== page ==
Rich in fatty acids – palmitoleic acid, oleic acid and many others
Can be used as fungicide
Good for hair and scalp
Lavender essential oil
When the word ‘nard’ appears in ancient writings, this beautifully fragranced oil is being referred to. Due to its calming and relaxing effect as well as antibacterial and antifungal properties which support healing and recovery, the Romans used it for various applications. Today, spread of this plant extends from the Canary Islands to India. France and Bulgaria produce the biggest crops, but it is cultivated in many countries.
Its use as an all-round therapy oil comes as no surprise, as it is one of the safest oils to use. It reduces anxiety, detoxifies, aids sleep and helps healing. Applied to the skin it tones and revitalises all skin types and can be effective against damage from sunburn. Its anti-inflammatory and pain-relieving properties make it the ideal agent for rough or damaged skin.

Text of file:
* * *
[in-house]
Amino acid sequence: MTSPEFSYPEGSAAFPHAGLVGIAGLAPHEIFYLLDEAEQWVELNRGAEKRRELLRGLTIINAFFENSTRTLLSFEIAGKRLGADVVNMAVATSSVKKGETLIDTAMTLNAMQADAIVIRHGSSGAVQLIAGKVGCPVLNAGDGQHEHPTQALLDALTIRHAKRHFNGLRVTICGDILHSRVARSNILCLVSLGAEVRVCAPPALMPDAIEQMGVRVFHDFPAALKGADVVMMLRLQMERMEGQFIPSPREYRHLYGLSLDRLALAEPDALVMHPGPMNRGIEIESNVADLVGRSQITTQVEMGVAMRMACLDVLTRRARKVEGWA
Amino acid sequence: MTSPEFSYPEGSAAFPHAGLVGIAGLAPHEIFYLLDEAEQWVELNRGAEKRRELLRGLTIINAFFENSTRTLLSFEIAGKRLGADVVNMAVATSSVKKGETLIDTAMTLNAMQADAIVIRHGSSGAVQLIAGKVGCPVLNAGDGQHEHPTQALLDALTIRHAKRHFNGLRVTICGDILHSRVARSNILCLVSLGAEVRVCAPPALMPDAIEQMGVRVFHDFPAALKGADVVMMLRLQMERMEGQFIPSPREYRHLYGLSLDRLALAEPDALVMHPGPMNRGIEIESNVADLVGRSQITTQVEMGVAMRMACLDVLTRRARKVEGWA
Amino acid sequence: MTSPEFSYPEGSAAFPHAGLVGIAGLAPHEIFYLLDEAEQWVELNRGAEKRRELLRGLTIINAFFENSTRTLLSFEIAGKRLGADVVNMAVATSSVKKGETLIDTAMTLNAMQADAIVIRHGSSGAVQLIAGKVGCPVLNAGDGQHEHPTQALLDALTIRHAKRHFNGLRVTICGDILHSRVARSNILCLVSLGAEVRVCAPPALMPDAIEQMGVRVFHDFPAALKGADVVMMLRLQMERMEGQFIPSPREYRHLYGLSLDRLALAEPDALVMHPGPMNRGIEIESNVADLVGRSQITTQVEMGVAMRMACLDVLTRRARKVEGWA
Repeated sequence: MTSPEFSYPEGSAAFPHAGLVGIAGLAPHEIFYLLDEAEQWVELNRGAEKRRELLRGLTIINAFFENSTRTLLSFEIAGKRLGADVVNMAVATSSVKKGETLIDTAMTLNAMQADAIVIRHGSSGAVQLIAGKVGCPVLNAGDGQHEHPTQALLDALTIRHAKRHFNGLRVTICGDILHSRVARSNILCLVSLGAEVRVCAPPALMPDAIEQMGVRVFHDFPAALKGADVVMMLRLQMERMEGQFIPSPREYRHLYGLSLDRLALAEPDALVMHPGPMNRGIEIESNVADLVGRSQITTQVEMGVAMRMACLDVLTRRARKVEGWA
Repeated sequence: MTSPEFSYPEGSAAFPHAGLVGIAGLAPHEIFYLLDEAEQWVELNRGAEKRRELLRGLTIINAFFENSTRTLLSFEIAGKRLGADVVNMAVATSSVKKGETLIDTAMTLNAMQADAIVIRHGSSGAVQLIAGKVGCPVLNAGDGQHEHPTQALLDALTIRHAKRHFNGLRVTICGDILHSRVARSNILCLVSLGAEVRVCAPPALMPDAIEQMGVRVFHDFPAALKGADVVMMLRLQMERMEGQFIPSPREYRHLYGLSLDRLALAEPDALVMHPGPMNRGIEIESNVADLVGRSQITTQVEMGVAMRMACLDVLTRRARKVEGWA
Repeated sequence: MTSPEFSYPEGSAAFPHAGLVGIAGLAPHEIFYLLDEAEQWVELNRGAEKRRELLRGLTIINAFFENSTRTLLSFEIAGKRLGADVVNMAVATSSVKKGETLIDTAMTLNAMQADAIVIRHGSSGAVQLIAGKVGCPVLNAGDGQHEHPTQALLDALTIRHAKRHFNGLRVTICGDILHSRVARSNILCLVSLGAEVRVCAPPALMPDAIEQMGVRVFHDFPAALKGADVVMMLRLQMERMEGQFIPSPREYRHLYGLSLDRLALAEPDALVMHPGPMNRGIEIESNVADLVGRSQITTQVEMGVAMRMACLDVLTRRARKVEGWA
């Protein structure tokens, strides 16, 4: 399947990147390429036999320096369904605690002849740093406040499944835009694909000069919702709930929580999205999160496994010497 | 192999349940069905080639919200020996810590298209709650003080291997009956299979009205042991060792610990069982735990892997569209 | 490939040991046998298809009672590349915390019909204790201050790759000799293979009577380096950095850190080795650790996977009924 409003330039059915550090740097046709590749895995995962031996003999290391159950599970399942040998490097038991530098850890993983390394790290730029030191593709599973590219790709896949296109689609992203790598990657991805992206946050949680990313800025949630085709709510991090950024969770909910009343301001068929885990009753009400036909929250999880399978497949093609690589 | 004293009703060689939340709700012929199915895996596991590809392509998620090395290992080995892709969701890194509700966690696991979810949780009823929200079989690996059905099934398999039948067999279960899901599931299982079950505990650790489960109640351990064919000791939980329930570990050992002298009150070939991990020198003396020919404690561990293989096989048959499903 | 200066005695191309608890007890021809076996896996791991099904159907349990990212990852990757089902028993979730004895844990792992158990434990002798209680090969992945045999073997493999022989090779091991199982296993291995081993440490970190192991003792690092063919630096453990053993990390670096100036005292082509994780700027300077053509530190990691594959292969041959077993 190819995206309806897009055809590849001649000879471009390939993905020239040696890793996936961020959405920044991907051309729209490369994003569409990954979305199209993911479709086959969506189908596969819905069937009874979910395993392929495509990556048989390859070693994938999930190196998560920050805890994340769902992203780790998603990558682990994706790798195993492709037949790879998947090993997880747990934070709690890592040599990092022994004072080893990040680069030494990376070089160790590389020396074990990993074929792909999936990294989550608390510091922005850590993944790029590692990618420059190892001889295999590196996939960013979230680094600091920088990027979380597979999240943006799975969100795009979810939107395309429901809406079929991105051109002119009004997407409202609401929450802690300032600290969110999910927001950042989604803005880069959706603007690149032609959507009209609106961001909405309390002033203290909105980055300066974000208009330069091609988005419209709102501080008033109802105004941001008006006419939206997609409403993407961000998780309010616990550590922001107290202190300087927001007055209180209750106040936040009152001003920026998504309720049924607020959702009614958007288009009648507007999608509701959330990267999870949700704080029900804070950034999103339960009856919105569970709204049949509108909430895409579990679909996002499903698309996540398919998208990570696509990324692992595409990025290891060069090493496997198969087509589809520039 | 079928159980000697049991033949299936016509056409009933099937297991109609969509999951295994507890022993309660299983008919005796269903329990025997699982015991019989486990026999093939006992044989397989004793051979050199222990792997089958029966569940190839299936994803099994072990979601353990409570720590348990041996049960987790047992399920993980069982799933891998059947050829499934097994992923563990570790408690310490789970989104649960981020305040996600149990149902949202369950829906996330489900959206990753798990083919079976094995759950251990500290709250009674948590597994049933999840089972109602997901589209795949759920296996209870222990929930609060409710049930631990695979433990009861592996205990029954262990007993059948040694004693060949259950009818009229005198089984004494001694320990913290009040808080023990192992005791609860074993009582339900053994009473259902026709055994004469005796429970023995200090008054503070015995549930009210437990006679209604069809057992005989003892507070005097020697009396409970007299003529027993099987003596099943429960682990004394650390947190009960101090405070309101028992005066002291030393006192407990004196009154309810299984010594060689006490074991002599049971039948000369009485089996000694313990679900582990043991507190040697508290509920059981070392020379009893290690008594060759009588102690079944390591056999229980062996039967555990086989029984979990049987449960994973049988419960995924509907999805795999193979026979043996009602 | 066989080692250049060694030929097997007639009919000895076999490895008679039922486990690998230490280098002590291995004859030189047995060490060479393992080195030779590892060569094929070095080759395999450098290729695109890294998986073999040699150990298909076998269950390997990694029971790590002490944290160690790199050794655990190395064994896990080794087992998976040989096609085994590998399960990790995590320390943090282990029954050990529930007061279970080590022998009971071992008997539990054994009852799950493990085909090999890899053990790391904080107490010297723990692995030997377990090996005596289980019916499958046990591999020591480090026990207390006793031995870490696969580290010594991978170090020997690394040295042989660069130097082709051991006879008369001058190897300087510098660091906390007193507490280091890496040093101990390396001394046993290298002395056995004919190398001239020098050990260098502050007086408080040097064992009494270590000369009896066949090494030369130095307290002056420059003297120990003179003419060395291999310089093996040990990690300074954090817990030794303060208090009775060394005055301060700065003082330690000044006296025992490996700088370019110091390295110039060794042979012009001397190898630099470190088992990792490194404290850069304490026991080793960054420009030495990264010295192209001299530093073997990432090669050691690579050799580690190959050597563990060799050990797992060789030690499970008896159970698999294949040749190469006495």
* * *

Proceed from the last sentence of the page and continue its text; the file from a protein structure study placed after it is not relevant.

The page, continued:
Contains linalool and linalyl acetate
The claim that it suppresses male hormones has been disputed
Good for eczema, acne and psoriasis
Nettle plant extract
The leaves, stem and bark of the common stinging nettle, which grows wild around the globe and has been used in health care for hundreds of years, provide therapeutic agents for various health problems and conditions. The nettle was always considered a good healer for allergies and painful joints. It was also known to relieve urinary tract problems. When applied to the skin it could deal with itching or irritated skin.
The anti-inflammatory effect may enhance a natural immune system response. Working as an astringent it tightens the top layers of the skin to relieve irritation, reduce secretions, and improve tissue firmness.
The plant contains Vitamins A and C, iron, manganese and potassium
Good for eczema, acne and dermatitis
Inci: Urtica dioica
This oil is extracted from seeds in the Andes. Mature and sun-burnt skin will benefit from using this oil, and it also diminishes scarring and photo-aging. The skin is smoothed, as the oil improves the moisture level and leaves skin looking radiant and glowing. Dry skin will be nourished and problem skin can be transformed.
Contains provitamin A (beta-carotene), Essential fatty acids, linoleic acid (omega 6), linolenic acid (omega 3) and oleic acid